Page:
NAVS sees the promise of using organoid models to advance our understanding of basic human biology and disease in a human-relevant, animal-free way, which is why we fund organoid research through the International Foundation for Ethical Research.
We are particularly excited to share with you some developments in using organoids to find therapies for cancer, a leading cause of death worldwide, from an article recently published in Science News.
Cancer researchers know that the molecular changes driving cancer differ from person to person. As a result, we have seen increasing interest in the development of personalized cancer models that can help guide physicians in selecting the treatments that will work best for their patients. While some researchers have turned to mice to generate personalized models to study the disease (an approach that is fraught with limitations), others are working with organoids instead.
Because organoids can be made from patient-specific cancer cells, personalized mini 3D tumor models can be generated to quickly screen many drugs in an effort to find patient-specific treatments. A research team led by UCLA cancer biologist Alice Soragni recently reported that they had developed an automated approach to screen hundreds of drugs at once, and within “a time frame that is therapeutically actionable—one to two weeks from surgery.” This is much timelier than creating mouse avatars, which has been reported to take three-six months.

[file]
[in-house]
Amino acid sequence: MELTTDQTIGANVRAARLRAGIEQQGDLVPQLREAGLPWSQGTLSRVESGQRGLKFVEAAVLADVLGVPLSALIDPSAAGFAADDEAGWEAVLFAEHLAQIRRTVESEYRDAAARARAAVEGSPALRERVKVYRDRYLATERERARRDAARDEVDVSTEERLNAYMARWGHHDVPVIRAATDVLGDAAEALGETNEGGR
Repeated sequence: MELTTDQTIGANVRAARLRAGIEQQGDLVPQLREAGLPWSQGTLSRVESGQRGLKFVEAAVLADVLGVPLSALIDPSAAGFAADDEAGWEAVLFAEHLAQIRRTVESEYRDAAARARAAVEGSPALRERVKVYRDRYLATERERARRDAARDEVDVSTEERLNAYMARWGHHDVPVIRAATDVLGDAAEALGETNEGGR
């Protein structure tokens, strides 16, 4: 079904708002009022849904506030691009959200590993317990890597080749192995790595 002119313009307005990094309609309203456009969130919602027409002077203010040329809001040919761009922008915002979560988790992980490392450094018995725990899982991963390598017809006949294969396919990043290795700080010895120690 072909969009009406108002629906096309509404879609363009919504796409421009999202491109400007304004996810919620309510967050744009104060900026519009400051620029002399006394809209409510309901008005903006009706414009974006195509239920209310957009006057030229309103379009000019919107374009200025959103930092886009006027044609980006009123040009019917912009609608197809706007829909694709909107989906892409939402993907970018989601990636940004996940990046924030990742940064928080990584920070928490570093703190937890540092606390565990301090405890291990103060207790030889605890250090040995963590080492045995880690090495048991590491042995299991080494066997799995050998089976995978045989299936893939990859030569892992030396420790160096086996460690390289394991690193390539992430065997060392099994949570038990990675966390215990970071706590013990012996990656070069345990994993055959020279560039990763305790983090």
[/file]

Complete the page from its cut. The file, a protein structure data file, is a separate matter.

Importantly, this approach to guiding treatment for cancer patients has shown preliminary success. The research team reported that they have used the approach to test 430 drugs on 3D tumors from a boy who had a rare bone cancer. In this case, the resarchers identified eight promising drugs, half of which would not normally be considered for his type of cancer.
The team also reported positive findings for ovarian tumors, noting they were able to identify promising treatments for that kind of cancer as well.
According to Hans Clevers, a leading organoid researcher at the Hubrecht Institute in the Netherlands, “It makes sense to test cancer drugs on cancer cells outside the body first, before selecting the best one to be given to the patient. This field will definitely grow rapidly.”
We look forward to the expanded use of organoids as standard human-relevant models in cancer research—and many other areas of science—and will continue to share with you the progress that is made using these important research tools.
Please help NAVS continue to fund the development of organoids—and other promising human-relevant models—by making a donation today.